Parenting, marriage, teaching, jobs, you name it and it requires a period of adjustment to find the right rhythm to be effective. However, once you figure out the music and the dance that goes with it, the music inevitably changes. Suddenly, your groove doesn’t match the needs of the people or situation around you, and you have to figure it out again. Now imagine you are trying to dance to multiple songs at one time, and they still keep changing. (Anyone else have kids that require a different approach to parenting or teaching right now? I thought so.) And imagine if your dance partner is really good at swing dance, but you prefer the cha cha. (Anyone feeling like their style of parenting and teaching is different than their partners’ style? Or different than the style your child’s teacher and school have chosen for current schooling? I thought so.) So where does this leave us? I imagine words like stressed, overwhelmed, exhausted, and irritable come to mind.
To parent, teach, or care for loved ones mindfully, we need to be aware of these feelings. We shouldn’t deny their presence or pretend we can do it all, as this will lead us to more suffering. Practice pausing to be aware of what you are experiencing- What is my body sensing right now? What feelings are present? What thoughts am I focused on? How is the situation around me impacting my state of being?
Move from awareness into acceptance by taking 30 seconds to regulate your body. This could include deep breaths, placing a warm or cold wet towel on your face or the back of your neck, drinking warm tea or cold water, or walking around the outside of your house a few times. You’ll notice the theme of physical/sensory regulation, as these are easy places to begin because your breath and senses are with you all the time.
Here’s a quick sequence to remember: A-A-B-B. Aware, Accept, Breath, Break. Be aware of your emotions, thoughts, and sensations. Accept that they are part of your experience and not something that requires judgment and shame. Take a breath (30-60 seconds, slow breath in through your nose, brief pause, controlled breath out your mouth). Take a break. Move away from the situation, even if for a minute to get a drink. Say you need to use the bathroom. It’s a place you can turn on the faucet to listen and feel water, there’s probably a window you could look out to refocus, or even open it to smell fresh air and listen to chirping birds.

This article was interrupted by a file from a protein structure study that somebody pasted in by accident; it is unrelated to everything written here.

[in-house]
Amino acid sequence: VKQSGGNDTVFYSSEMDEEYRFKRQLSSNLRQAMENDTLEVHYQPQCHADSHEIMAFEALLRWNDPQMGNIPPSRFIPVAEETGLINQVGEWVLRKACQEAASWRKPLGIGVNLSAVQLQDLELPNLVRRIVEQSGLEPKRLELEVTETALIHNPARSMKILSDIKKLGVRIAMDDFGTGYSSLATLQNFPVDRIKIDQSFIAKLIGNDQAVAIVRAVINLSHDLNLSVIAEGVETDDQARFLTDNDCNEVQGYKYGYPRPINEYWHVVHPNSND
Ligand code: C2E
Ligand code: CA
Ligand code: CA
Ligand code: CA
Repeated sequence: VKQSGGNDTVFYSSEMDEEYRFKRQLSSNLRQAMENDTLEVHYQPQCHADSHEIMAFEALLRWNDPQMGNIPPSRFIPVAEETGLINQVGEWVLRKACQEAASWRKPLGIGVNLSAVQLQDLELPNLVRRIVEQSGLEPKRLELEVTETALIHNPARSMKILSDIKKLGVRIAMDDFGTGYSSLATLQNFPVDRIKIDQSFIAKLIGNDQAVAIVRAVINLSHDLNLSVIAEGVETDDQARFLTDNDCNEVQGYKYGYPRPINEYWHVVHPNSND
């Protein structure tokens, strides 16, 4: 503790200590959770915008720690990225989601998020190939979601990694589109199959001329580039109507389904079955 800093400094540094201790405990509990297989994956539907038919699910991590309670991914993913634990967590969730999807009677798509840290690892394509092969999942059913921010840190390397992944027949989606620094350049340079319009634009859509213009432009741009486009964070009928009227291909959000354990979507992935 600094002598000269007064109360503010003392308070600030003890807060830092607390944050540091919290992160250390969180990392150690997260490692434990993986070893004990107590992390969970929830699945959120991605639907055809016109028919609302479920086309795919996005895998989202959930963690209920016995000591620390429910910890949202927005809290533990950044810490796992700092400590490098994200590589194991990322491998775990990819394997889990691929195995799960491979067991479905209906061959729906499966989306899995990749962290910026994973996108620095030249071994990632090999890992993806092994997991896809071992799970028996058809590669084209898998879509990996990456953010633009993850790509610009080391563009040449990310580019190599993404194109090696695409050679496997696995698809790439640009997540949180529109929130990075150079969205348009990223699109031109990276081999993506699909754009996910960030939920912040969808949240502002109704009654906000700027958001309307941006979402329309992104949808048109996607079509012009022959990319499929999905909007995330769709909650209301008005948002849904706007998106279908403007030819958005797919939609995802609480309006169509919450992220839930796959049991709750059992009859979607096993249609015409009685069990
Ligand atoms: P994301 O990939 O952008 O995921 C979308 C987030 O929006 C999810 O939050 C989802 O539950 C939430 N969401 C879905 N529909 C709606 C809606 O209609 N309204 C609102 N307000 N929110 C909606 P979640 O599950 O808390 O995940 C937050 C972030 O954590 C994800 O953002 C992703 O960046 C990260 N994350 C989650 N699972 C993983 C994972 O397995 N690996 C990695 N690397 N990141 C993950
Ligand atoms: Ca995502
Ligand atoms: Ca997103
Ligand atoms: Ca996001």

Here are some other reminders if you find yourself stretched thin:
Seek support from others– both emotional and practical support. Don’t leave your fears or insecurities in the dark where they continue to fester. Bring them out into the open by voicing them to others, writing them down, shouting them to the treetops. By doing so you’ll be taking back some of the power they hold while hidden away. If you need a meal cooked for your family, someone to cut your grass, or someone to read to your kids at night via video call, give yourself permission to ask for those things specifically. This might feel vulnerable, and as such it requires courage, but that courage is much more valuable than the false pride we try to achieve by not having to ask for help.
Do things that give you a sense of competence and confidence. What do you feel skilled at? What makes you feel good? It doesn’t have to be something big. (Write an encouraging note to an elderly family member, draw or paint without grading yourself, do some yard work…)
Adjust expectations. I recently taught my daughter to ride her bike without training wheels, and since then I’ve said whatever else she learns this spring is icing on top. Yes, I’m exaggerating to some degree, however part of what I’m doing is telling myself to look at the big picture of her development. That development takes place in many forms, and it can’t all happen at one time. Modeling self-care and taking care of your child’s emotional health are critical to their development and learning. So if they used to get all the spelling words right by Tuesday and now it’s taking until Friday, or maybe they aren’t getting them all correct anymore, provide encouragement not judgment, and keep dancing. If they’ve regressed with toileting or sleeping, work to maintain healthy routines and opportunities for healthy emotion expression, and keep dancing. And if you feel unable to take care of the kids, your job, your parents, and whatever else is on your plate, remember A-A-B-B, take small steps forwards, and know that the resilience you’re cultivating is also valuable to who you are and what you do in the future. Keep dancing.
Call us. If you need someone to help you make some of these changes, to help lessen anxiety or self-judgment, or to help your family find more balance during these stressful days, we’re here to help you figure out the dance and get ready for the next music change.